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Hattusas or Bogazkoy Ankara

Hattusas or Bogazkoy Ankara

Location of Hattusas or Bogazkoy

The historical ancient ruins of Bogazkoy (Hattusas) are located 82km southwest of Corum and 208km from Ankara. The site, which sits in the central area of the Hittite state at the southern end of the Budakozu River valley, was the capital of the Hittite Empire in the 2nd millennium BC.  The city was located on a mountain slope at the southern end of a small fertile plain and lay between two deep-cut streams which merged on the plain at an elevation of 3,100ft and formed the northernmost point of the city.

It then stretched to the south rising up about 1,000ft over a distance of 1¼ miles, and in places the eastern valley narrows to a deep gorge. It may seem strange that such a remote city was the capital of an empire but because of ample supplies of water and good natural defences the Hittite kings remained here.

History of Hattusas

The first settlement at the site dates from the Early Bronze Age although there is nothing documented to identify this, the people lived at the top and on the northwest foot of the steep hill which dominated the eastside of the city called Buyukkale or Great Fortress and later became the Hittite Acropolis. The first writings found at the site were clay tablets inscribed with Old Assyrian cuneiform that showed the presence of Assyrian merchants at the city who were known as Hattus dating from around 1,800 BC.  The largest Assyrian trading centre in Anatolia was located at Kanesh and thrived from 1950 to 1850 BC (the end of the First Intermediate Period and start of the 12th Dynasty), it was destroyed and around 1820 BC became active again continuing for a further two generations. The early settlers of Hattus spoke a language with the same name and as it does not belong to any other known family, scholars referred to it as Hattic to distinguish it from Hittite.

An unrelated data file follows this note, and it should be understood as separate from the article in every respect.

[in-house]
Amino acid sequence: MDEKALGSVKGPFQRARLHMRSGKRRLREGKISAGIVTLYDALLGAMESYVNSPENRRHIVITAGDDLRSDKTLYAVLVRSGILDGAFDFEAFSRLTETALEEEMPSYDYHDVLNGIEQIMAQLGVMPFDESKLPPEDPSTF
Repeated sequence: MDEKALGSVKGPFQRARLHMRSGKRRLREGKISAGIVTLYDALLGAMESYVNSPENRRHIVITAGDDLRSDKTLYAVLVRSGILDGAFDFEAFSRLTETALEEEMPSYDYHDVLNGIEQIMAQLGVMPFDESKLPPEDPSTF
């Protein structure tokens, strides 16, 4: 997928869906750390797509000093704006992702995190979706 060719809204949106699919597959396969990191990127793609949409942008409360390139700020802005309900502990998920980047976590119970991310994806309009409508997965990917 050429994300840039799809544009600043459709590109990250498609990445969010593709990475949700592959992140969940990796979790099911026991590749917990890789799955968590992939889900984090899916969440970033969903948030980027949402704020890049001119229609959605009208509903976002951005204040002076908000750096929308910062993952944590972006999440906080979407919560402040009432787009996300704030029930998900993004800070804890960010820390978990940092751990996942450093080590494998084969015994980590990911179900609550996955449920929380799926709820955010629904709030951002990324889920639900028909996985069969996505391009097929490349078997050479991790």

Hittite is an Indo-European language which probably came with Indo-European conquerors (although there are no details of this actual invasion) and Indo-European names appear at Kanesh before 1850 BC.  It is believed that the native Hattic people made up the ruling class or even the whole population during this time, although this cannot be authenticated.  The traders would have lived in the lower part of the city extending up the steep hill where the King's palace was probably located at the top. After 1800 BC King Anittas of Kussara destroyed the whole city and a Hittite text was believed to have been written by him giving descriptions of his conquests in Anatolia and noting he killed the Hattusas King Piyusti, destroyed the city and placed a curse on the site.  Indo-Europeans added an ‘a’ to the city's name and according to their own language gave it the nominative form Hattusas which was first mentioned in a tablet from Mari (the middle Euphrates) from the time of Hammurabi 1792-1750 BC which may be a reference to the city before its destruction.  Highlights of the ancient ruins include the Lions Gate, City Ramparts, King Gate, Kingdom Palace and South Castle.  

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